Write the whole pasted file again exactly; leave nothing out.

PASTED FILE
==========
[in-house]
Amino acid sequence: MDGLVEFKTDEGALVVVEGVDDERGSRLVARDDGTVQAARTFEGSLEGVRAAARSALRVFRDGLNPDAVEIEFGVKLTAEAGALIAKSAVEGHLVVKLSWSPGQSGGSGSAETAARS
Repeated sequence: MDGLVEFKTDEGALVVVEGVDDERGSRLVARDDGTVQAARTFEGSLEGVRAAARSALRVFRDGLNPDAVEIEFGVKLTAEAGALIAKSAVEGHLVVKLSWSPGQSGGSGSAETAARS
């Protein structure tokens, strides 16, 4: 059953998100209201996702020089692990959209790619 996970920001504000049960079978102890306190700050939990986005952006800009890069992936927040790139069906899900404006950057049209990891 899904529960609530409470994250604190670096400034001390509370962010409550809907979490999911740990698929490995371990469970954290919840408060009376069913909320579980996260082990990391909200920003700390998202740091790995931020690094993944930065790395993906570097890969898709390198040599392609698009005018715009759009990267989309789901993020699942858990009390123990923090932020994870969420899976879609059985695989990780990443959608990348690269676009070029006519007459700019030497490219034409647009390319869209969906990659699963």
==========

[in-house]
Amino acid sequence: MDGLVEFKTDEGALVVVEGVDDERGSRLVARDDGTVQAARTFEGSLEGVRAAARSALRVFRDGLNPDAVEIEFGVKLTAEAGALIAKSAVEGHLVVKLSWSPGQSGGSGSAETAARS
Repeated sequence: MDGLVEFKTDEGALVVVEGVDDERGSRLVARDDGTVQAARTFEGSLEGVRAAARSALRVFRDGLNPDAVEIEFGVKLTAEAGALIAKSAVEGHLVVKLSWSPGQSGGSGSAETAARS
């Protein structure tokens, strides 16, 4: 059953998100209201996702020089692990959209790619 996970920001504000049960079978102890306190700050939990986005952006800009890069992936927040790139069906899900404006950057049209990891 899904529960609530409470994250604190670096400034001390509370962010409550809907979490999911740990698929490995371990469970954290919840408060009376069913909320579980996260082990990391909200920003700390998202740091790995931020690094993944930065790395993906570097890969898709390198040599392609698009005018715009759009990267989309789901993020699942858990009390123990923090932020994870969420899976879609059985695989990780990443959608990348690269676009070029006519007459700019030497490219034409647009390319869209969906990659699963």